Until this century began, motorsports were viewed mostly at ground level, with spectators able to see cars zooming by on a rally stage or a closed circuit. Major events had aerial coverage which required using a helicopter which wasn’t cheap. In-car footage had been available earlier though but usually available only after the event.
Today, spectators and viewers around the world can watch an event from overhead as drones have made it easier and cheaper to capture imagery from above. Even ordinary drones can provide a view that is exciting and give a broader perspective.
As good as watching from a helicopter
One example of drones being used for motorsports is in the unique Extreme E series for all-electric off-road SUVs. The series has so far gone to the Saudi Arabian desert and the long beaches of Senegal, with the next venue to be Greenland. And at each of the first two rounds, viewers have been able to follow the vehicles as they raced over the rough terrain and able to watch exciting overtaking manoeuvres from overhead. It’s as good as having a helicopter of your own to watch!
The company that is covering the Extreme E rounds is Aerios Solutions which not only captures the footage but also broadcasts it live to a worldwide audience. The drones, which are ‘must-have’ for entertainment and audience wow factor, offer a degree of dynamic perspective that no helicopter or plane could possibly achieve. They are event environmentally friendly in that they don’t need fossil fuel to operate, unlike helicopters. Drones run on electricity and their batteries are recharged on-site using Extreme E’s hydrogen fuel cell generators.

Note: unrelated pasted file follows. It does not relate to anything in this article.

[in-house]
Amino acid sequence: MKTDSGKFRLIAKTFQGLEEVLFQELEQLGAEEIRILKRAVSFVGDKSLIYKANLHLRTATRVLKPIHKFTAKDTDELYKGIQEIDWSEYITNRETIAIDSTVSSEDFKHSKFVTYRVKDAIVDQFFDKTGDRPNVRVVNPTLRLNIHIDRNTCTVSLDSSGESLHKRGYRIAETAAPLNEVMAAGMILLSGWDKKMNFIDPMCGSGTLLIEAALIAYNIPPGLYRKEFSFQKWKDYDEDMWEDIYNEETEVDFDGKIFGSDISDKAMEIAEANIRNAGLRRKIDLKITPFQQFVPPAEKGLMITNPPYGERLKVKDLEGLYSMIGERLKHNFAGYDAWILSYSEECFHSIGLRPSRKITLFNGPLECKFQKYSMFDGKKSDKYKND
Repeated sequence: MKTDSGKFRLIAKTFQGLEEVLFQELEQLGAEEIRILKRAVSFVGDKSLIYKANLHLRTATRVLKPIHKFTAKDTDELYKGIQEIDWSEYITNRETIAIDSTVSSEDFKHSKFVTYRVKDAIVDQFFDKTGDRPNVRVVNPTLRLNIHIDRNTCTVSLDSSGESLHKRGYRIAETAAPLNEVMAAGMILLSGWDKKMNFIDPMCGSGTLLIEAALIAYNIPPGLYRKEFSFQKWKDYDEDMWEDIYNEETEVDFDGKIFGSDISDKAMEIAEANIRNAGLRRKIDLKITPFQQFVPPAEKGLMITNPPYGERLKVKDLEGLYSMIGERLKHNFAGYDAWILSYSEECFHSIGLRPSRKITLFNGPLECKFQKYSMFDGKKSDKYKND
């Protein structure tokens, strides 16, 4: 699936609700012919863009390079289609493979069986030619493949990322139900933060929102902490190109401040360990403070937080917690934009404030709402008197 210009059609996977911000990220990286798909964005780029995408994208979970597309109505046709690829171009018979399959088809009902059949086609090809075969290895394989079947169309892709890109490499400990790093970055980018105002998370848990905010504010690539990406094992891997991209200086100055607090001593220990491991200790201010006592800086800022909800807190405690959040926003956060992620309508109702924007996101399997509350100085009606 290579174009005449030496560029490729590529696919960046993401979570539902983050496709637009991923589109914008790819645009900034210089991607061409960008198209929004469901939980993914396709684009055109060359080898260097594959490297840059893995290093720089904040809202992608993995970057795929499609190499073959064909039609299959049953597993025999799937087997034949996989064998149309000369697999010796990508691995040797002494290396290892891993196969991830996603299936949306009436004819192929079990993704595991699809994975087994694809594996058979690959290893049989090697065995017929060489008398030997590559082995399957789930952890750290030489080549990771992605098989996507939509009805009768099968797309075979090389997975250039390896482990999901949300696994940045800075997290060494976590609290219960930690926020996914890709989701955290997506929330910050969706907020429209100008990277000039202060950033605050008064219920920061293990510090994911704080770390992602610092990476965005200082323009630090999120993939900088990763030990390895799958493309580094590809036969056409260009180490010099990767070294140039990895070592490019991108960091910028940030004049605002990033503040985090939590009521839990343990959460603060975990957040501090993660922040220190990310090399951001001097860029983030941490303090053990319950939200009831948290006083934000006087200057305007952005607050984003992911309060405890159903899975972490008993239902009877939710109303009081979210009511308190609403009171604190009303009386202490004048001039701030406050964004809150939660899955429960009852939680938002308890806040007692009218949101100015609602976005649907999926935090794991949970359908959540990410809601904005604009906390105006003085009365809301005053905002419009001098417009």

Highly skilled drone pilots
Aerios Solutions, a leader in drone filming technology – has 3 champion stunt helicopter pilots on its team. “It’s safe to say we have a pretty experienced crew at Aerios Solutions!” said its Director Martin Taylor. “Two of our crew are actually world champion helicopter stunt pilots, and all of our pilots have extensive experience in the drone industry including working in major film productions.”
The skills of these pilots are required to control the drones that capture the ODYSSEY 21 SUVs in what is likened to ‘Star Wars meets Dakar Rally’ style racing. “As a race series, Extreme E represents so many world firsts. Live sports programming with this level of remote production has not been done in these parts of the world before. In Greenland, we’ll be in a valley with a glacier on the side; in Senegal, we were on a beach next to a lake; and in Saudi, we were literally in the middle of a vast desert canyons. Getting live pictures out of these places with the level of integration we’ve got, just hasn’t been done before,” Extreme E’s Chief Marketing Officer, Ali Russell, proudly explained.
Aerios Solutions came on board as it was well known to Extreme E’s film production company, Aurora Media, in the past. They were an ideal outfit to get the coverage and nobody else is doing anything close – in extreme environments, with augmented reality and really dynamic coverage.
Operating in remote locations